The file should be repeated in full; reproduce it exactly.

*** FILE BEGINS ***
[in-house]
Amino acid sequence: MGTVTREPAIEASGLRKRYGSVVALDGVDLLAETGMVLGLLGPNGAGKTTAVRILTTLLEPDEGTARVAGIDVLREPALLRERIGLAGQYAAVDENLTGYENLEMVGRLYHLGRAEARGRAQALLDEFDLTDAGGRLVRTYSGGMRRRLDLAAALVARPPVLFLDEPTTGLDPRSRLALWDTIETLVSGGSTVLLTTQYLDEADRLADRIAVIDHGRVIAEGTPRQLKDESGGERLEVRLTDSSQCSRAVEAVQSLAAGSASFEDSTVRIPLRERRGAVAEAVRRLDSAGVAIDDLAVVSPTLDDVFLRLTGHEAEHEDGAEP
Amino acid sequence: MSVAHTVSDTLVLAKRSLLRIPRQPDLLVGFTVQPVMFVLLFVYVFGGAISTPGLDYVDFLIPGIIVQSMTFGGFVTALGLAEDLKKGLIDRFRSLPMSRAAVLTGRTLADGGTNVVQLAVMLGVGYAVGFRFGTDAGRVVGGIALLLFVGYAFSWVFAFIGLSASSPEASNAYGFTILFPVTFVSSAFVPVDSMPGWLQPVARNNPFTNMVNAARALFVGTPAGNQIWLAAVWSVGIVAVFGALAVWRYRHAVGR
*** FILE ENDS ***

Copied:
[in-house]
Amino acid sequence: MGTVTREPAIEASGLRKRYGSVVALDGVDLLAETGMVLGLLGPNGAGKTTAVRILTTLLEPDEGTARVAGIDVLREPALLRERIGLAGQYAAVDENLTGYENLEMVGRLYHLGRAEARGRAQALLDEFDLTDAGGRLVRTYSGGMRRRLDLAAALVARPPVLFLDEPTTGLDPRSRLALWDTIETLVSGGSTVLLTTQYLDEADRLADRIAVIDHGRVIAEGTPRQLKDESGGERLEVRLTDSSQCSRAVEAVQSLAAGSASFEDSTVRIPLRERRGAVAEAVRRLDSAGVAIDDLAVVSPTLDDVFLRLTGHEAEHEDGAEP
Amino acid sequence: MSVAHTVSDTLVLAKRSLLRIPRQPDLLVGFTVQPVMFVLLFVYVFGGAISTPGLDYVDFLIPGIIVQSMTFGGFVTALGLAEDLKKGLIDRFRSLPMSRAAVLTGRTLADGGTNVVQLAVMLGVGYAVGFRFGTDAGRVVGGIALLLFVGYAFSWVFAFIGLSASSPEASNAYGFTILFPVTFVSSAFVPVDSMPGWLQPVARNNPFTNMVNAARALFVGTPAGNQIWLAAVWSVGIVAVFGALAVWRYRHAVGR